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Will the Fed choose to inflate?

The Washington Times has a good article on the Fed and inflation:

www.washingtontimes.com/news/2010/feb/19...

It raises several interesting points, including the following:

The US resorted to inflation (and real GDP growth) to reduce a high debt/GDP ratio after World War II. Inflation was the more important of these two factors.

Some respected economists, including Ken Rogoff, have been openly advocating higher inflation as a way to reduce the debt/GDP ratio. The Fed would adopt inflation targets in the 4% to 6% range.

China is already reducing the duration of her Treasury holdings by concentrating purchases in the short end of the curve.

Here are some thoughts of my own:

Even though Mr. Hoenig may be a nuisance it is clear that the Fed has accepted to be a follower in the Stackelberg game it plays with the Treasury (the leader). That is, the Fed will accomodate whatever level of deficit by running the printing press. (A Fed in the leader position would steadfastly refuse to accomodate, forcing the Treasury/follower  to cut deficits or see a collapse of the bond market)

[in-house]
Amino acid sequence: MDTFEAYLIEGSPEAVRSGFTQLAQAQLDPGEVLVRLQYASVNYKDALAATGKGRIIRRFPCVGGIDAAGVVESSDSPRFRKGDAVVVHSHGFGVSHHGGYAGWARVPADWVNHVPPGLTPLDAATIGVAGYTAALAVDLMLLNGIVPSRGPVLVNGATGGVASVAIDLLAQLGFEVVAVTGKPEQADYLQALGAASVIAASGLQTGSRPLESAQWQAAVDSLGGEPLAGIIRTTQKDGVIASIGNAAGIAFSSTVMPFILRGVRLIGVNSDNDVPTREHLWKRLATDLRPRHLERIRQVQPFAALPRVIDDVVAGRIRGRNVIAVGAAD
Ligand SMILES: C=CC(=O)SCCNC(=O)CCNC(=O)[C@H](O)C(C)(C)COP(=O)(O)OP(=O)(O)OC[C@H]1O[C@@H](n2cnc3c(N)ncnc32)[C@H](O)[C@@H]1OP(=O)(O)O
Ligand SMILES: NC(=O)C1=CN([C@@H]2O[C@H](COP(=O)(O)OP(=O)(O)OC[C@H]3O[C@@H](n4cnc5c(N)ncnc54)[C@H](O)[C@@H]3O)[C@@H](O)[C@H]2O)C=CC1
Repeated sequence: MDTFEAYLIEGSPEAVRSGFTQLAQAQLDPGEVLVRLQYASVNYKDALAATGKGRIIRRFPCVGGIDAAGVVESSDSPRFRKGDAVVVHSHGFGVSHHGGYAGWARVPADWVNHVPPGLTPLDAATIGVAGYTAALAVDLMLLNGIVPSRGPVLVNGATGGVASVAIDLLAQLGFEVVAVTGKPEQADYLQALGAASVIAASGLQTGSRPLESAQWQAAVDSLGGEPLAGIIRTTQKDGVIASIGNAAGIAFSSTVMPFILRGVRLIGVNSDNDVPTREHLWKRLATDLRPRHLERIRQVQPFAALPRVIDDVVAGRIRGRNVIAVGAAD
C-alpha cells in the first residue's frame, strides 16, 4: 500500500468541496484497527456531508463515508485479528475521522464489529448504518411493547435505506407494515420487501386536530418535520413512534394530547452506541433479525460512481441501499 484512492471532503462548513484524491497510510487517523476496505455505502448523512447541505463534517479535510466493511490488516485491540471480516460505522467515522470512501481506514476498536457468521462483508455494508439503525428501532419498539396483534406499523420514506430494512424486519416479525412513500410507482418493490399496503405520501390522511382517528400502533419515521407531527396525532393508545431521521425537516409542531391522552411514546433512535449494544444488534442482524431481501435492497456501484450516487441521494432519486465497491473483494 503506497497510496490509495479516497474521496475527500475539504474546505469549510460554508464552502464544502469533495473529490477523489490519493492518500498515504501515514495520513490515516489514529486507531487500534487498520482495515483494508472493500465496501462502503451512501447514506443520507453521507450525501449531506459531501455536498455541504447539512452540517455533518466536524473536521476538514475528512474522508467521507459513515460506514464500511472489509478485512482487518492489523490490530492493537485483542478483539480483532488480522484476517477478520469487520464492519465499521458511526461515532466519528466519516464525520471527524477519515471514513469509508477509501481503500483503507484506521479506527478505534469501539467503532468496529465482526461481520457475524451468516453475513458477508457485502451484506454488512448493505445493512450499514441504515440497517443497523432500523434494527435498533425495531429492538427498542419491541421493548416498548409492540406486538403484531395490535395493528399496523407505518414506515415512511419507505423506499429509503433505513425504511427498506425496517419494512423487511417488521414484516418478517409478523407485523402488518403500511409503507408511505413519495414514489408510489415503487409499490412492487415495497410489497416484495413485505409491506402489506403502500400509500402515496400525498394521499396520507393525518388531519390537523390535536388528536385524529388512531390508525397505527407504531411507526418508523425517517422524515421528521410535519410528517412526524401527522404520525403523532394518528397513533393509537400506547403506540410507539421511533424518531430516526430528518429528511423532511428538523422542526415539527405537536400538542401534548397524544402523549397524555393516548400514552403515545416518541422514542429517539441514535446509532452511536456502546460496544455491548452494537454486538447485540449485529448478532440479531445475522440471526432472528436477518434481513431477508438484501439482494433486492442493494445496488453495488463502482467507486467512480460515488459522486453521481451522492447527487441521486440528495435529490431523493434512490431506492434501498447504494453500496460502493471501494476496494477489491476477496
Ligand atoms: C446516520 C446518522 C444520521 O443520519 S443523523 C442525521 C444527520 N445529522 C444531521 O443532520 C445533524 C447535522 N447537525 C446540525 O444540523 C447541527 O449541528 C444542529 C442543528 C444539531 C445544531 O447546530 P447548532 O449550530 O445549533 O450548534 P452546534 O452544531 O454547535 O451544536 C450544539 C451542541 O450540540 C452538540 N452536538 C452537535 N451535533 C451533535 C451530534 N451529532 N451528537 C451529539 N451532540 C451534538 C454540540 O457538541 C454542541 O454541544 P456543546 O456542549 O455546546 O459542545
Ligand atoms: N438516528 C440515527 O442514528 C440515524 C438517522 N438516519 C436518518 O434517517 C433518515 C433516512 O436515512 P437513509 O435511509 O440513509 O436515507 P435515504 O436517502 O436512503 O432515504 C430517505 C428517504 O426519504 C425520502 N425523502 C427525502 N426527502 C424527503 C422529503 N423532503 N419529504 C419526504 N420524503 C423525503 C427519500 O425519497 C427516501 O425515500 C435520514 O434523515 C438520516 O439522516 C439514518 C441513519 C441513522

If large holders like China are already wise to the inflation strategy then there is little benefit from inflation. Players are much more sophisticated than they were in the years after World War II. The only way to collect large inflation tax revenues is to continuously surprise the big players, like China, Japan, and the oil countries. But this means hyperinflation.

The bottom line: the US is between a rock and a hard place. Inflation remains the least painful solution to the debt problem, but it is not clear if it is a feasible solution.







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